Make silky soft play dough for children with sensitive skin using this super simple, 2 ingredient recipe!
If you don’t know already, we are HUGE lovers of play dough and there are over 100 variations, recipes and ways to play and learn with it on this blog! However, following feedback from readers here on the blog and over on my Facebook page, I wanted to make a play dough that could be used by all children, including those with sensitive skin and eczema, as this is an area we haven’t tried before.
I know lots of kids find the salt content too harsh on their skin in the original play dough recipe, so I wanted to make one without any salt at all. The initial inspiration for trying this new type of play dough combination came from Play Create Explore’s Ice Cream Dough (which is awesome, you must click to read more about it!) She was the first person I saw to experiment with making dough using only two simple ingredients, with cornflour (cornstarch) and hair conditioner being the unlikely couple, with lovely results!
However hair conditioner isn’t conducive with little sensitive hands so wouldn’t do for this particular recipe. I looked around and found a huge jar of aqueous cream that we purchased when my eldest first showed signs of dry skin and eczema patches and thought it would be perfect to experiment with as it’s moisturising and advised for the purpose.
It took a few attempts to get the quantities just right, but the recipe ended up being so very simple!
How to make soft play dough for sensitive skin:
1 cup of corn flour (corn starch)
5 tablespoons emollient cream. We used aqueous cream, but any skin cream or moisturiser for sensitive skin should work.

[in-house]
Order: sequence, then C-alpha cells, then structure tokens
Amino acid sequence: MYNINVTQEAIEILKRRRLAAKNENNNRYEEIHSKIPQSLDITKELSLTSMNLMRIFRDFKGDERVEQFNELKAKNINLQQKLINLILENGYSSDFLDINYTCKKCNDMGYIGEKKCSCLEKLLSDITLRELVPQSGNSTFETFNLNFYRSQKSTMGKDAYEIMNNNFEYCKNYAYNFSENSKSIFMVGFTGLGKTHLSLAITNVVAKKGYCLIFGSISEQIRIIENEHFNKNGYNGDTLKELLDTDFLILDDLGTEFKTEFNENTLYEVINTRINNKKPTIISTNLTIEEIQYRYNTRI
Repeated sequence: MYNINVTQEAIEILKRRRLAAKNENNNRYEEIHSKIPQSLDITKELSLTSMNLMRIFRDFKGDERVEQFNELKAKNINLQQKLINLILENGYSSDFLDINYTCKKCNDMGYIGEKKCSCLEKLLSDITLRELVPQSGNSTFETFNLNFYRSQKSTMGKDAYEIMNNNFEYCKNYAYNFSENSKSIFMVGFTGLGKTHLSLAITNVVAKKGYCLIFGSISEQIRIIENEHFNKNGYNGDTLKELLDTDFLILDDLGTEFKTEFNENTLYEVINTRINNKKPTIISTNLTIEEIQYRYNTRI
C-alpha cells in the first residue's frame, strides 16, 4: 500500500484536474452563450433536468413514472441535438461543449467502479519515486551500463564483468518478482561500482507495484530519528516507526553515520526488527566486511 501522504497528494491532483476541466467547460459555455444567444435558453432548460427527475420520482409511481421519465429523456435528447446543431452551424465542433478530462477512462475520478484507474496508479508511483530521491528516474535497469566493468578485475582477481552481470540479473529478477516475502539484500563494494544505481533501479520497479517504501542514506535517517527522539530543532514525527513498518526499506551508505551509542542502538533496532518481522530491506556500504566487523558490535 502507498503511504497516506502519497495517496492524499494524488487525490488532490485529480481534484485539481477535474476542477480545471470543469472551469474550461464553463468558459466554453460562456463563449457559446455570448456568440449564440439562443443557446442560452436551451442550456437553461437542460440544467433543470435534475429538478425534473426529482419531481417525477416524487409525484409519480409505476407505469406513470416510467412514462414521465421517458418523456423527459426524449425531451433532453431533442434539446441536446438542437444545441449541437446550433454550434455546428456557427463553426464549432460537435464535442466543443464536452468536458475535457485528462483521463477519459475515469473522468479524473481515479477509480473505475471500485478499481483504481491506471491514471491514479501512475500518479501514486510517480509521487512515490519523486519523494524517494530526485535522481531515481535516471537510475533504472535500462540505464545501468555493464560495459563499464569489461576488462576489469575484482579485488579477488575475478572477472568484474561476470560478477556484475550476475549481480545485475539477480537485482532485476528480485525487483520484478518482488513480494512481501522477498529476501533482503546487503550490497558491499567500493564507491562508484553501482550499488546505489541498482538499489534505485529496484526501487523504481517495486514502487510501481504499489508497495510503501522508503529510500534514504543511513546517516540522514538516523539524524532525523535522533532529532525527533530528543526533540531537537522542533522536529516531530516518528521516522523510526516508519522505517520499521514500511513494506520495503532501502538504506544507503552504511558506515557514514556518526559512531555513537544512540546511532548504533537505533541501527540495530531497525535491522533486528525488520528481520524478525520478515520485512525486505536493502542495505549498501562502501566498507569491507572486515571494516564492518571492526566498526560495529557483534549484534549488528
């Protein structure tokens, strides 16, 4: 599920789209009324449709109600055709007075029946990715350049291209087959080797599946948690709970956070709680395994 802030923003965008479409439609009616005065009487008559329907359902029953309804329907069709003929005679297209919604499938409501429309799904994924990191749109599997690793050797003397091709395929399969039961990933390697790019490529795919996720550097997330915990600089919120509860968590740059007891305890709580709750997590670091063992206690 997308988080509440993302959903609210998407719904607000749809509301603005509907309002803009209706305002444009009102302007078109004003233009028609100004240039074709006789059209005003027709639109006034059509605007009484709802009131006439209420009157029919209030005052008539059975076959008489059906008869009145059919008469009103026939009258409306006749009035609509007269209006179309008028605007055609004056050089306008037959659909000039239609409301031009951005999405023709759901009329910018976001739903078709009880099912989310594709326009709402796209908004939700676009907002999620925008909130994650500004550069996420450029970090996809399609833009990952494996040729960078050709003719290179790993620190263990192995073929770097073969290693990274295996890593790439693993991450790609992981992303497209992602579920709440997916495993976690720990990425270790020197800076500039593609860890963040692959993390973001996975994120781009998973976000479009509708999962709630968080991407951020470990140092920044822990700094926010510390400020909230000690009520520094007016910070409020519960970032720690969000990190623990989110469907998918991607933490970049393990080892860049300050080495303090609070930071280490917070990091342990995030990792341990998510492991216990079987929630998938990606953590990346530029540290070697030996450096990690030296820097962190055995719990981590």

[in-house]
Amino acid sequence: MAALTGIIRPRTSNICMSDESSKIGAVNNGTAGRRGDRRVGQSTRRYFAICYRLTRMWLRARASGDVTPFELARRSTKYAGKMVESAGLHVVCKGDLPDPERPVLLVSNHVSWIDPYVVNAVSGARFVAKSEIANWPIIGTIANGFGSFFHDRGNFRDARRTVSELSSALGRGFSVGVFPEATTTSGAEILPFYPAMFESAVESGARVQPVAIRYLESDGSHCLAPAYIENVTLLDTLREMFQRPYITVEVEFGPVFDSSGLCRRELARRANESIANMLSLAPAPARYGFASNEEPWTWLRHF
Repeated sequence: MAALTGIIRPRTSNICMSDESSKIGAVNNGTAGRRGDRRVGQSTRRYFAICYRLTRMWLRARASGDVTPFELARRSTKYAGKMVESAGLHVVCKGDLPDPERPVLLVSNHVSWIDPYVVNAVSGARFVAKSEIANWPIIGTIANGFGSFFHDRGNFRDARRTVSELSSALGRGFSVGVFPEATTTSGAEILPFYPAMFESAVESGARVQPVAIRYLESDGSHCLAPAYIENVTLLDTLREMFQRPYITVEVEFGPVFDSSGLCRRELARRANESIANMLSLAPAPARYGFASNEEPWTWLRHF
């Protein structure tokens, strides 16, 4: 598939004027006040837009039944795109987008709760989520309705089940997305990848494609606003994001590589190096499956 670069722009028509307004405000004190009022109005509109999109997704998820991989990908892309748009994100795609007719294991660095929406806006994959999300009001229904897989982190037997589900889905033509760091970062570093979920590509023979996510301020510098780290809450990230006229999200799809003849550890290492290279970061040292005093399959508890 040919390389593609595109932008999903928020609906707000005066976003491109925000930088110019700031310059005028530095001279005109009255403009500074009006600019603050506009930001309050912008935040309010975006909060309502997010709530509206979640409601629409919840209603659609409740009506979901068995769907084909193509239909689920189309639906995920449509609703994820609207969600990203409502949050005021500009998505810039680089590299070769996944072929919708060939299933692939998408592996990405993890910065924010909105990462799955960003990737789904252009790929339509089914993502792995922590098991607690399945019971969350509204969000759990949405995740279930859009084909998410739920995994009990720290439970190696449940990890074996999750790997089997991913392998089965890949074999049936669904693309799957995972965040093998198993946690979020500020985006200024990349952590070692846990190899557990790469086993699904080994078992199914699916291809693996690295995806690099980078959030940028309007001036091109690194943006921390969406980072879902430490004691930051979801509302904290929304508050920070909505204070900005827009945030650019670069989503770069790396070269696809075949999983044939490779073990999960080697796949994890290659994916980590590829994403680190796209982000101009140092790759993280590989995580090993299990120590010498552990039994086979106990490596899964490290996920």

EDITED update for ezcema sufferers:
[We used aqueous cream (Sorbolene in AUS and possibly Aquaphor in the US.) This was fine for us but I’m grateful to a couple of readers who have fed back that this still wouldn’t be gentle enough for kids with bad eczema, so my advice is to use ANY cream that is tolerated by your own child’s skin, that you already have at home. You will be the best judge of this as you know what does and doesn’t work for your own child. Some examples of a good alternative are Diprobase and Epaderm cream. Let me know what works as I would truly love to add in some tried and tested recommended alternatives too!]
* Tip the cornflour into a bowl and add the cream a spoon at a time. Mix it until it starts to look fluffy and crumbly, then use your hands to work it together until it’s evenly combined. At this stage it can seem too dry, but keep going! Once it’s holding together, take it out of the bowl and knead it on a surface until it becomes soft, silky and pliable in your hands. [I think the heat of your hands helps in this process as cornflour has such strange properties when combined with other materials!]
* It should feel softer than normal play dough and so silky. If it is still too dry, just dip your fingertips into the cream and add a teeny tiny amount until it’s perfect.
* If your child is sensitive to colouring, then leave it as it is and play! If colours are desired, we simply added a tiny dot of gel food colouring on the tip of a cotton bud and fold the edges in before kneading. I split ours into 4 small balls before colouring.